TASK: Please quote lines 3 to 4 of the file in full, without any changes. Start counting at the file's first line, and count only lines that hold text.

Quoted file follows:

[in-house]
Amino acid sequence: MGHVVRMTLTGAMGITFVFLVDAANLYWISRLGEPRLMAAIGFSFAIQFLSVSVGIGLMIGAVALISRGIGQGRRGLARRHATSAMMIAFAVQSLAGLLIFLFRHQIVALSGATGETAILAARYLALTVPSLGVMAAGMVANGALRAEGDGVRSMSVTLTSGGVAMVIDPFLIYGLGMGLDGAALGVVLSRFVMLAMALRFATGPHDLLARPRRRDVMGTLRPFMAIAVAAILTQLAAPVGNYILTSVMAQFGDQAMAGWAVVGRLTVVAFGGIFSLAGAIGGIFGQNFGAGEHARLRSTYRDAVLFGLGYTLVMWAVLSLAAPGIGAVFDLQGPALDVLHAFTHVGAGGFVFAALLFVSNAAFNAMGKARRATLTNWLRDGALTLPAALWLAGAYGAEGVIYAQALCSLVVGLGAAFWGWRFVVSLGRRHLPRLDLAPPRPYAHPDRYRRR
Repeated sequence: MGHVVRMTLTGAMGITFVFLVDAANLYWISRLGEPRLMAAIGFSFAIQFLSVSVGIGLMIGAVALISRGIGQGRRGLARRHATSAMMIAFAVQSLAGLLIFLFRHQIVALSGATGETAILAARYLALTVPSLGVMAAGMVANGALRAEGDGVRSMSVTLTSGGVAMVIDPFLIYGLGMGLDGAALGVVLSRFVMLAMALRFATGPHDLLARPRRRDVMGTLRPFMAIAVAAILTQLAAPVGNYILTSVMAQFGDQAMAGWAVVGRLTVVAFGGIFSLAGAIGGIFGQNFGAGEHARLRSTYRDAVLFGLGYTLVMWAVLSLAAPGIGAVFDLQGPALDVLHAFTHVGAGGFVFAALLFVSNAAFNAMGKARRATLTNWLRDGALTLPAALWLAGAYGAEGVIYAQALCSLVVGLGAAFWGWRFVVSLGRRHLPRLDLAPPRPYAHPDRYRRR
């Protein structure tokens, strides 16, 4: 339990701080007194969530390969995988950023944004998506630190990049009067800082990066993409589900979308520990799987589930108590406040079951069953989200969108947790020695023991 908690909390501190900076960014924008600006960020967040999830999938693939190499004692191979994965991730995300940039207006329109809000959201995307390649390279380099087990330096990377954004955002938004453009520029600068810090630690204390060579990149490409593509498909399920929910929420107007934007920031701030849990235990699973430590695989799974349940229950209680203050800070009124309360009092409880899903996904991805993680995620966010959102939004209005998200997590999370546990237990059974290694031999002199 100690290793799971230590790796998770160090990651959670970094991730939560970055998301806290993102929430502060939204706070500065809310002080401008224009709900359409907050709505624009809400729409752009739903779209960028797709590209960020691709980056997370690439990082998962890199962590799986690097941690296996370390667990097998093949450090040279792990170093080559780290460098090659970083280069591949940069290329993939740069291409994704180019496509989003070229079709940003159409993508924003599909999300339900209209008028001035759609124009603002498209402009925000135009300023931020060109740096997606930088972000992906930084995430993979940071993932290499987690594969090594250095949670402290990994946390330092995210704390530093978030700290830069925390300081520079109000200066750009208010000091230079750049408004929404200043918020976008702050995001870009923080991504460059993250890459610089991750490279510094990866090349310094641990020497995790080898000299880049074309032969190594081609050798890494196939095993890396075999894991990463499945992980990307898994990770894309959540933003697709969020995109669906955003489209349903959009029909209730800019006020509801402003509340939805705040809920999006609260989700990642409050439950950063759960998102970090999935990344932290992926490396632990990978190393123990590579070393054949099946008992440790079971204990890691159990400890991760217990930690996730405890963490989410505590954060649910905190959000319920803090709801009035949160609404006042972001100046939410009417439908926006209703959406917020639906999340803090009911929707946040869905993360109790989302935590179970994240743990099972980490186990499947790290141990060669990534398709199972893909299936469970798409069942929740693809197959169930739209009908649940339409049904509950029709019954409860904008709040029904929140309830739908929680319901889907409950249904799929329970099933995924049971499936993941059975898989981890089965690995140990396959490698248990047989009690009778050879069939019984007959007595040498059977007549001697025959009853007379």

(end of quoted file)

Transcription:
Repeated sequence: MGHVVRMTLTGAMGITFVFLVDAANLYWISRLGEPRLMAAIGFSFAIQFLSVSVGIGLMIGAVALISRGIGQGRRGLARRHATSAMMIAFAVQSLAGLLIFLFRHQIVALSGATGETAILAARYLALTVPSLGVMAAGMVANGALRAEGDGVRSMSVTLTSGGVAMVIDPFLIYGLGMGLDGAALGVVLSRFVMLAMALRFATGPHDLLARPRRRDVMGTLRPFMAIAVAAILTQLAAPVGNYILTSVMAQFGDQAMAGWAVVGRLTVVAFGGIFSLAGAIGGIFGQNFGAGEHARLRSTYRDAVLFGLGYTLVMWAVLSLAAPGIGAVFDLQGPALDVLHAFTHVGAGGFVFAALLFVSNAAFNAMGKARRATLTNWLRDGALTLPAALWLAGAYGAEGVIYAQALCSLVVGLGAAFWGWRFVVSLGRRHLPRLDLAPPRPYAHPDRYRRR
């Protein structure tokens, strides 16, 4: 339990701080007194969530390969995988950023944004998506630190990049009067800082990066993409589900979308520990799987589930108590406040079951069953989200969108947790020695023991 908690909390501190900076960014924008600006960020967040999830999938693939190499004692191979994965991730995300940039207006329109809000959201995307390649390279380099087990330096990377954004955002938004453009520029600068810090630690204390060579990149490409593509498909399920929910929420107007934007920031701030849990235990699973430590695989799974349940229950209680203050800070009124309360009092409880899903996904991805993680995620966010959102939004209005998200997590999370546990237990059974290694031999002199 100690290793799971230590790796998770160090990651959670970094991730939560970055998301806290993102929430502060939204706070500065809310002080401008224009709900359409907050709505624009809400729409752009739903779209960028797709590209960020691709980056997370690439990082998962890199962590799986690097941690296996370390667990097998093949450090040279792990170093080559780290460098090659970083280069591949940069290329993939740069291409994704180019496509989003070229079709940003159409993508924003599909999300339900209209008028001035759609124009603002498209402009925000135009300023931020060109740096997606930088972000992906930084995430993979940071993932290499987690594969090594250095949670402290990994946390330092995210704390530093978030700290830069925390300081520079109000200066750009208010000091230079750049408004929404200043918020976008702050995001870009923080991504460059993250890459610089991750490279510094990866090349310094641990020497995790080898000299880049074309032969190594081609050798890494196939095993890396075999894991990463499945992980990307898994990770894309959540933003697709969020995109669906955003489209349903959009029909209730800019006020509801402003509340939805705040809920999006609260989700990642409050439950950063759960998102970090999935990344932290992926490396632990990978190393123990590579070393054949099946008992440790079971204990890691159990400890991760217990930690996730405890963490989410505590954060649910905190959000319920803090709801009035949160609404006042972001100046939410009417439908926006209703959406917020639906999340803090009911929707946040869905993360109790989302935590179970994240743990099972980490186990499947790290141990060669990534398709199972893909299936469970798409069942929740693809197959169930739209009908649940339409049904509950029709019954409860904008709040029904929140309830739908929680319901889907409950249904799929329970099933995924049971499936993941059975898989981890089965690995140990396959490698248990047989009690009778050879069939019984007959007595040498059977007549001697025959009853007379």